Scientists developed antibacterial gel bandage using durian husk

Turning waste into a valuable biomedical resource.

Hydrogels synthesized from naturally derived raw materials are attracting increasing attention as compared to synthetic hydrogels. By using waste products such as durian husks and glycerol, which are currently discarded in large quantities, scientists could turn waste into a valuable biomedical resource that can enhance the speedy recovery of wounds and reduce chances of infections.

Considering the idea, scientists from Nanyang Technological University, Singapore (NTU Singapore) used durian husk and glycerol to create an antibacterial gel bandage.

The tropical fruit durian is also known as King of Fruits” in Southeast Asia. It has a thick husk with spiky thorns. There is the sweet flesh surrounding the seeds on the inside. Its spiky thorns are discarded in large quantities.

Scientists extracted high-quality cellulose from the hosts and then combined it with glycerol to create a soft gel. They then cut the gel into bandages of different sizes and shapes.

By adding the organic molecules produced from natural yeast phenolics, scientists could make the bandage deadly to bacteria. The wild yeast phenolics in the bandage will help prevent bacteria’s growth, such as Gram-negative E. coli and Gram-positive S. aureus. and the subsequent formation of biofilm.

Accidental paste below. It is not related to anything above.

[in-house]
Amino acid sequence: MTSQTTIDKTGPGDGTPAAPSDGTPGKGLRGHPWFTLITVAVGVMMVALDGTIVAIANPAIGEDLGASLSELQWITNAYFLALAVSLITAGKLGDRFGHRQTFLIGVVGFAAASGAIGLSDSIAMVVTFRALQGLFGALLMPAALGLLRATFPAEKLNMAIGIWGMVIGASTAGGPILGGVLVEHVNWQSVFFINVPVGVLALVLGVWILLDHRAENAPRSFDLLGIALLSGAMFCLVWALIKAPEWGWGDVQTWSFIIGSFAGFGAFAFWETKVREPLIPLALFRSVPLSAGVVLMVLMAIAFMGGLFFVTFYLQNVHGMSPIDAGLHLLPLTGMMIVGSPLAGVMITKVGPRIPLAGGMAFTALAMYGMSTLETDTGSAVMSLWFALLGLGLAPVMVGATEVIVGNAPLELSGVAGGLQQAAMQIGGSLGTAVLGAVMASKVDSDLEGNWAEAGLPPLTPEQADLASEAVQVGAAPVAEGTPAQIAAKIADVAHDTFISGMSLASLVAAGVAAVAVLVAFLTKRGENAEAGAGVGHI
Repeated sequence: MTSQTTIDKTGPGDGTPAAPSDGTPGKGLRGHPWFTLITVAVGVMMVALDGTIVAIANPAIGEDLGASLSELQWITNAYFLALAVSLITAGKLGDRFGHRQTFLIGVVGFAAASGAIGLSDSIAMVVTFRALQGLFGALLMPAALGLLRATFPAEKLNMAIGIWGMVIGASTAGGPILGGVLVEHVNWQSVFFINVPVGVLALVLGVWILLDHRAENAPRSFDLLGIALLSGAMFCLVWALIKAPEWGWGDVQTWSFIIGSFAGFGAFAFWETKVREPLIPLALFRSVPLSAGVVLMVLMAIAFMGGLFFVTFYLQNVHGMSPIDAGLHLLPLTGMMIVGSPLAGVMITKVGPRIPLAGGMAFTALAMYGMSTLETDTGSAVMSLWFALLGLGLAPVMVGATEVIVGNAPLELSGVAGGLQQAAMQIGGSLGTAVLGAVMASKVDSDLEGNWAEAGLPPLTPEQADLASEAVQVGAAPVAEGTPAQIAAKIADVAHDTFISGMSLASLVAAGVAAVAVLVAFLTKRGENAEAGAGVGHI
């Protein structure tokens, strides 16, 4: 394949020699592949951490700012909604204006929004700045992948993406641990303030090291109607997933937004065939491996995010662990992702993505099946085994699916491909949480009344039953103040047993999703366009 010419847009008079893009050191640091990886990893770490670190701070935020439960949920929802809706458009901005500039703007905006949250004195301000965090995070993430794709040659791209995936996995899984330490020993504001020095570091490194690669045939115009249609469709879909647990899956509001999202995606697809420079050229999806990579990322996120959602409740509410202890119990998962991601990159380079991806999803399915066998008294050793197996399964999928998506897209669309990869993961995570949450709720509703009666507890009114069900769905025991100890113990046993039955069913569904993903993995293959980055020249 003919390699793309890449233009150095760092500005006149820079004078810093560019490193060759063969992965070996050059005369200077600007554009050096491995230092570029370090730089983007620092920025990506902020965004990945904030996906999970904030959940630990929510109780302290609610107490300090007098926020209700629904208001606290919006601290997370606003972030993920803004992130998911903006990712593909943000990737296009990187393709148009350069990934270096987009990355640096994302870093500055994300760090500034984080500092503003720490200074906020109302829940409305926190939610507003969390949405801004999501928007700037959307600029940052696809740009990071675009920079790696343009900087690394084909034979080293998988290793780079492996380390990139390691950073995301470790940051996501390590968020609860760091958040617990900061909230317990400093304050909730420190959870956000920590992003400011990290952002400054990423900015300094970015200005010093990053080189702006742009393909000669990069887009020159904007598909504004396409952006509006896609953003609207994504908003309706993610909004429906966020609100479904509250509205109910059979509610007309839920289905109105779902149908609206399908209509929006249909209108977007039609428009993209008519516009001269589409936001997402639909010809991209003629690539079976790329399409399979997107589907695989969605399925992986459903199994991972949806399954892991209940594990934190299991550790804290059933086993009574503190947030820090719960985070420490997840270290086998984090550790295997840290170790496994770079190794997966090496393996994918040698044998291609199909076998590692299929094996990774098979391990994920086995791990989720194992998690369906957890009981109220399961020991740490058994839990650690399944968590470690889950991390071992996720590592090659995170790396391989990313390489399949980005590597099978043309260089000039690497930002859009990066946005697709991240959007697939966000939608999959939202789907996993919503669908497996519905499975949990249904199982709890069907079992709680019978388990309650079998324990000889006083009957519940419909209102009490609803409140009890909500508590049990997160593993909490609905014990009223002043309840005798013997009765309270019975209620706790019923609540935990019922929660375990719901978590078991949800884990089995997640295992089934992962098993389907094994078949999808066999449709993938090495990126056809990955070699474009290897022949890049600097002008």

Being non-toxic and biodegradable, the organic gel bandage is also expected to have a smaller environmental footprint than conventional synthetic bandages.

Associate Professor Andrew Tan, Vice Dean (Faculty) from NTU’s Lee Kong Chian School of Medicine, who is an expert in metabolic disorders, said“there are existing natural and synthetic hydrogels on the market now, where their usefulness in the healing of some types of wounds are well-recognized.”

“Hydrogel bandages are known for their non-toxicity, ability to rehydrate the wound bed, and can facilitate autolytic debridement (where the body enzymes and natural fluids act to soften bad tissue and remove it). The innovative and unique part of Prof Chen’s current work is the upcycling of the durian rind to obtain cellulose. It’s also unique given that the thorns of the durian can hurt, but the materials from the rind can heal.”

Scientists tested their bandages on an animal skin. They applied the bandage- by simply laying it across the wound. They found that the bandage showed good antimicrobial effects for up to 48 hours.

Journal Reference:
  1. Xi Cui et al. Food Waste Durian Rind-Derived Cellulose Organohydrogels: Toward Anti-Freezing and Antimicrobial Wound Dressing. DOI: 10.1021/acssuschemeng.0c07705

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